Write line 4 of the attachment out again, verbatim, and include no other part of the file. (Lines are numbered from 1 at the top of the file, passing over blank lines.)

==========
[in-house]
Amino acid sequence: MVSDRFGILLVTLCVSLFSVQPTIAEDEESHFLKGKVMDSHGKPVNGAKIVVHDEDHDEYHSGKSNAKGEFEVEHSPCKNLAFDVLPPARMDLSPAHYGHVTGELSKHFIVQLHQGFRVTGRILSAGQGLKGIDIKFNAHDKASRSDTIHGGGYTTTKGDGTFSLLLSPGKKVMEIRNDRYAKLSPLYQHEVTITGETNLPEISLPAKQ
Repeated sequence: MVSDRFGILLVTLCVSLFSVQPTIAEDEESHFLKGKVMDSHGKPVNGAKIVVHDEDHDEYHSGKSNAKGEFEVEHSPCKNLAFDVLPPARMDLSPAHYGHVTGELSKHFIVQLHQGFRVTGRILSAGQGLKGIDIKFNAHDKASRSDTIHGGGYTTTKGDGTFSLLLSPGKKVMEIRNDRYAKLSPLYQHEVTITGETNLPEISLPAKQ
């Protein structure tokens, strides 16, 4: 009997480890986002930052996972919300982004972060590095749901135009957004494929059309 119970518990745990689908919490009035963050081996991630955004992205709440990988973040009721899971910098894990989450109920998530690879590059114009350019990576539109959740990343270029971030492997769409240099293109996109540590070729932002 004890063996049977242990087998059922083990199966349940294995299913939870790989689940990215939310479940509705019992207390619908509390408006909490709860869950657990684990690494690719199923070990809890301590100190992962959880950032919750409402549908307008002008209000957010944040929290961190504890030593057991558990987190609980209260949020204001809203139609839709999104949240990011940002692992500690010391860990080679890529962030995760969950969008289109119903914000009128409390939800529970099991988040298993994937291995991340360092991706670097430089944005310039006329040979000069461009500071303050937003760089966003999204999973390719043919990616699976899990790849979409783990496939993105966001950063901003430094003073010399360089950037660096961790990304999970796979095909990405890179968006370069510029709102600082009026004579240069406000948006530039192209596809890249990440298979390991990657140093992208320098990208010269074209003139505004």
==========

């Protein structure tokens, strides 16, 4: 009997480890986002930052996972919300982004972060590095749901135009957004494929059309 119970518990745990689908919490009035963050081996991630955004992205709440990988973040009721899971910098894990989450109920998530690879590059114009350019990576539109959740990343270029971030492997769409240099293109996109540590070729932002 004890063996049977242990087998059922083990199966349940294995299913939870790989689940990215939310479940509705019992207390619908509390408006909490709860869950657990684990690494690719199923070990809890301590100190992962959880950032919750409402549908307008002008209000957010944040929290961190504890030593057991558990987190609980209260949020204001809203139609839709999104949240990011940002692992500690010391860990080679890529962030995760969950969008289109119903914000009128409390939800529970099991988040298993994937291995991340360092991706670097430089944005310039006329040979000069461009500071303050937003760089966003999204999973390719043919990616699976899990790849979409783990496939993105966001950063901003430094003073010399360089950037660096961790990304999970796979095909990405890179968006370069510029709102600082009026004579240069406000948006530039192209596809890249990440298979390991990657140093992208320098990208010269074209003139505004």